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Music therapy versus treatment as usual for refugees diagnosed with posttraumatic stress disorder (PTSD): study protocol for a randomized controlled trial

By Bolette Daniels Beck, Steen Teis Lund, Ulf Søgaard, Erik Simonsen, Thomas Christian Tellier, Torben Oluf Cordtz, Gunnar Hellmund Laier and Torben Moe

Abstract

Abstract Background Meta-analyses of studies on psychological treatment of refugees describe highly varying outcomes, and research on multi-facetted and personalized treatment of refugees with post-traumatic stress disorder (PTSD) is needed. Music therapy has been found to affect arousal regulation and emotional processing, and a pilot study on the music therapy method Trauma-focused Music and Imagery (TMI) with traumatized refugees resulted in significant changes of trauma symptoms, well-being and sleep quality. The aim of the trial is to test the efficacy of TMI compared to verbal psychotherapy. Methods A randomized controlled study with a non-inferiority design is carried out in three locations of a regional outpatient psychiatric clinic for refugees. Seventy Arabic-, English- or Danish-speaking adult refugees (aged 18–67 years) diagnosed with PTSD are randomized to 16 sessions of either music therapy or verbal therapy (standard treatment). All participants are offered medical treatment, psychoeducation by nurses, physiotherapy or body therapy and social counseling as needed. Outcome measures are performed at baseline, post therapy and at 6 months’ follow-up. A blind assessor measures outcomes post treatment and at follow-up. Questionnaires measuring trauma symptoms (HTQ), quality of life (WHO-5), dissociative symptoms (SDQ-20, DSS-20) and adult attachment (RAAS) are applied, as well as physiological measures (salivary oxytocin, beta-endorphin and substance P) and participant evaluation of each session. Discussion The effect of music therapy can be explained by theories on affect regulation and social engagement, and the impact of music on brain regions affected by PTSD. The study will shed light on the role of therapy for the attainment of a safe attachment style, which recently has been shown to be impaired in traumatized refugees. The inclusion of music and imagery in the treatment of traumatized refugees hopefully will inform the choice of treatment method and expand the possibilities for improving refugee health and integration. Trial registration ClinicalTrials.gov ID number NCT03574228, registered retrospectively on 28 June 2016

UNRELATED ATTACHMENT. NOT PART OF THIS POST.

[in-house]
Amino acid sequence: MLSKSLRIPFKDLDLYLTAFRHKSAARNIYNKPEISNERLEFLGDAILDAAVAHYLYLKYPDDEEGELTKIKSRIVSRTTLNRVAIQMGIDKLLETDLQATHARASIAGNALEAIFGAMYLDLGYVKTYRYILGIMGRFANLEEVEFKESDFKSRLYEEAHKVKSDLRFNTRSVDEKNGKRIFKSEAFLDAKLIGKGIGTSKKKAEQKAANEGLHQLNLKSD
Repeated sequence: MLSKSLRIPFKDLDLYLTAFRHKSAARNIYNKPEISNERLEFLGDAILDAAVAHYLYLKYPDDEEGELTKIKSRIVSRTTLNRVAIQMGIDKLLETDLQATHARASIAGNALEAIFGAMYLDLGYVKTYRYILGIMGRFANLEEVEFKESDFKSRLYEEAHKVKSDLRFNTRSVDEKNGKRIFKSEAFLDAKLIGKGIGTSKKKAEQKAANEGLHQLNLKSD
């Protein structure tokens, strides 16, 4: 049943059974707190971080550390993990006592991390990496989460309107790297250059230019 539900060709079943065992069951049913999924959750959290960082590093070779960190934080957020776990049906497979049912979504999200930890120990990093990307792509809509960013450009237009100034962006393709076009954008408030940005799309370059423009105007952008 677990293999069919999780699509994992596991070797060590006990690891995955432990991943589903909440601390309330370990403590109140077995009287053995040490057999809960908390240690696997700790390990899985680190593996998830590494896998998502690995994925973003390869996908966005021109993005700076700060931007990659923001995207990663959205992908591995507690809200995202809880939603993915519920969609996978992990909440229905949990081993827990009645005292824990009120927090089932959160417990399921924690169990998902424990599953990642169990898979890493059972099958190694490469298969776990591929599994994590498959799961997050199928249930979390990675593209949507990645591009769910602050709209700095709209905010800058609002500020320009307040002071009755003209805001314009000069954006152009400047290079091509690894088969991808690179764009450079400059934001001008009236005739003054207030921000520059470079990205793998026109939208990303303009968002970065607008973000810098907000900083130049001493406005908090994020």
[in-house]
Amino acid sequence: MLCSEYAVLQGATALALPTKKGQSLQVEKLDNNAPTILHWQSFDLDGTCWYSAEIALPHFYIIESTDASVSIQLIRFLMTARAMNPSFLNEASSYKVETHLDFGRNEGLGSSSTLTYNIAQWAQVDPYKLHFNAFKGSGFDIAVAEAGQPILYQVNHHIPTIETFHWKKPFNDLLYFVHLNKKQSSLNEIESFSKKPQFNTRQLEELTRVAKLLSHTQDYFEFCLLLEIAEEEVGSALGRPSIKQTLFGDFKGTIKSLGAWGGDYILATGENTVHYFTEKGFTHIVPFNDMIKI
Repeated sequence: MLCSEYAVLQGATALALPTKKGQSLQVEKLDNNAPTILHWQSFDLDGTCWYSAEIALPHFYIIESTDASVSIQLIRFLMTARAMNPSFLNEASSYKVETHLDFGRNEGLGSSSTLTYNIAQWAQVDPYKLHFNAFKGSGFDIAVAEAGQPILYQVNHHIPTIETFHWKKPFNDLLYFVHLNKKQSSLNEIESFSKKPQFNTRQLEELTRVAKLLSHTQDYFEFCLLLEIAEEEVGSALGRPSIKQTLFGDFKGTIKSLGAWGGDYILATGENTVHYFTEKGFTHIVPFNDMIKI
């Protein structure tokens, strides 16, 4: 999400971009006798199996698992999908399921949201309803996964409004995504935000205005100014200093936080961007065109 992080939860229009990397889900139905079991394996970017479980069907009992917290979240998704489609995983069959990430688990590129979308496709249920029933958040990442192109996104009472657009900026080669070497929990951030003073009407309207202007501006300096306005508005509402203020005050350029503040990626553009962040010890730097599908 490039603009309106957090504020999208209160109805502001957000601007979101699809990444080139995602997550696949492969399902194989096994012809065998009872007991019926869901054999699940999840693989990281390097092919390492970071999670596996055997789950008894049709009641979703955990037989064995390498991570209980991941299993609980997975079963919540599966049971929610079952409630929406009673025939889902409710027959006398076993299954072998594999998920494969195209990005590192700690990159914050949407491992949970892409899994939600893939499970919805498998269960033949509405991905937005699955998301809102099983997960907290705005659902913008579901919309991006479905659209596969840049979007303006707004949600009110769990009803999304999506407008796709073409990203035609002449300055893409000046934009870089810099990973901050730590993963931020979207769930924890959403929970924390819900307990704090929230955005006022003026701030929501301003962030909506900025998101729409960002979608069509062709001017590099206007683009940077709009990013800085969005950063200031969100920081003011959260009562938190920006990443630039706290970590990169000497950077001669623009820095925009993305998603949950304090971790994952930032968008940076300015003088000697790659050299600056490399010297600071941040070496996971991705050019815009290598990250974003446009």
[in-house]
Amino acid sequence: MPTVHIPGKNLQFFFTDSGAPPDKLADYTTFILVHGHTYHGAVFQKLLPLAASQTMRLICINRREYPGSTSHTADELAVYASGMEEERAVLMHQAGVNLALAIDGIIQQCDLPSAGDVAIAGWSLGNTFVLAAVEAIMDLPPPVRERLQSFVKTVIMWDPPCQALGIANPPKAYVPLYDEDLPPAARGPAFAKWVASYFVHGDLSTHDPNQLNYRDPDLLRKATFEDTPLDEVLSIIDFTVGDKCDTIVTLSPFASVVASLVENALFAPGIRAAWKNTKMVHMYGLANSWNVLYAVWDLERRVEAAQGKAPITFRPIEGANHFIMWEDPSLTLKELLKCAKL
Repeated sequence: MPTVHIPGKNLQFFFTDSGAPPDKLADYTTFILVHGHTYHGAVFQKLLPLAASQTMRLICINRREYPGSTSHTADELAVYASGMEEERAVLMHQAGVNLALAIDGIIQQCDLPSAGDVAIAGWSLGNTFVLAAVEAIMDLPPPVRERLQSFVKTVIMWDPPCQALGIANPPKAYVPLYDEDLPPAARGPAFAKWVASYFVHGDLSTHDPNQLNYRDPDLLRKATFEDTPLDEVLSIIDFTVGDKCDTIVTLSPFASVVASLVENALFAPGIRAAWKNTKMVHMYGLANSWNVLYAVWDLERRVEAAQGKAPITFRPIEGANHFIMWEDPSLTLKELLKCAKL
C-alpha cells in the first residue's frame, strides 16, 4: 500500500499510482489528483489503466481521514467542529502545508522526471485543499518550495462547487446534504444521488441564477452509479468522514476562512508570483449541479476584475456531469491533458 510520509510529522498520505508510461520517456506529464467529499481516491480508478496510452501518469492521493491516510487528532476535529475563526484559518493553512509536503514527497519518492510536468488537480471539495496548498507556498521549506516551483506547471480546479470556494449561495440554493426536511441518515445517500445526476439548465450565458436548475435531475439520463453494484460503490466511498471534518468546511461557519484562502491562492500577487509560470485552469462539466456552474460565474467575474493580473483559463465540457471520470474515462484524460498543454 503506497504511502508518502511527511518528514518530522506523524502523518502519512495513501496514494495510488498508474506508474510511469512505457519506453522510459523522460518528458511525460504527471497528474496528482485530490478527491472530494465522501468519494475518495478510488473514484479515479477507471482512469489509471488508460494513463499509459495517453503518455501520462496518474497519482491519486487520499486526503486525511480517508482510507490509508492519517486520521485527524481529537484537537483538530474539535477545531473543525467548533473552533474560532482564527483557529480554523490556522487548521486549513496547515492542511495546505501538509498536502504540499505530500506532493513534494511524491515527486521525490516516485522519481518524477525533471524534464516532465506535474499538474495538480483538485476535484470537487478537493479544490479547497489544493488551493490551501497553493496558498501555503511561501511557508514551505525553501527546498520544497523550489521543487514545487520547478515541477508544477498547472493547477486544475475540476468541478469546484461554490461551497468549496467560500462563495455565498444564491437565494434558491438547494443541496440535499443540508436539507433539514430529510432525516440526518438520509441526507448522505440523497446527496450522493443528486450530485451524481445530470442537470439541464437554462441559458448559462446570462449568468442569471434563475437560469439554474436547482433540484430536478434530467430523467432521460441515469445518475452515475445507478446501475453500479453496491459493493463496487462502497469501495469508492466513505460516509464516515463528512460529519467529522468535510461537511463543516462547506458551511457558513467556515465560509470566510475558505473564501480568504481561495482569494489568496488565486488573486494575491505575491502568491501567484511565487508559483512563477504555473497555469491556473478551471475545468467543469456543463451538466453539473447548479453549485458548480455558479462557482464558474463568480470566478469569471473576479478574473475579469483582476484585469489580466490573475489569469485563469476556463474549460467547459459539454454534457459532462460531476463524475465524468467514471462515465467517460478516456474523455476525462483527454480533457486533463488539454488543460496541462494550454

Topics: Music and imagery, Refugees, Randomized clinical trial, PTSD, Trauma, Music therapy, Medicine (General), R5-920
Publisher: BMC
Year: 2018
DOI identifier: 10.1186/s13063-018-2662-z
OAI identifier: oai:doaj.org/article:64bfaedb6af0489f8f8b7a018fb5e987
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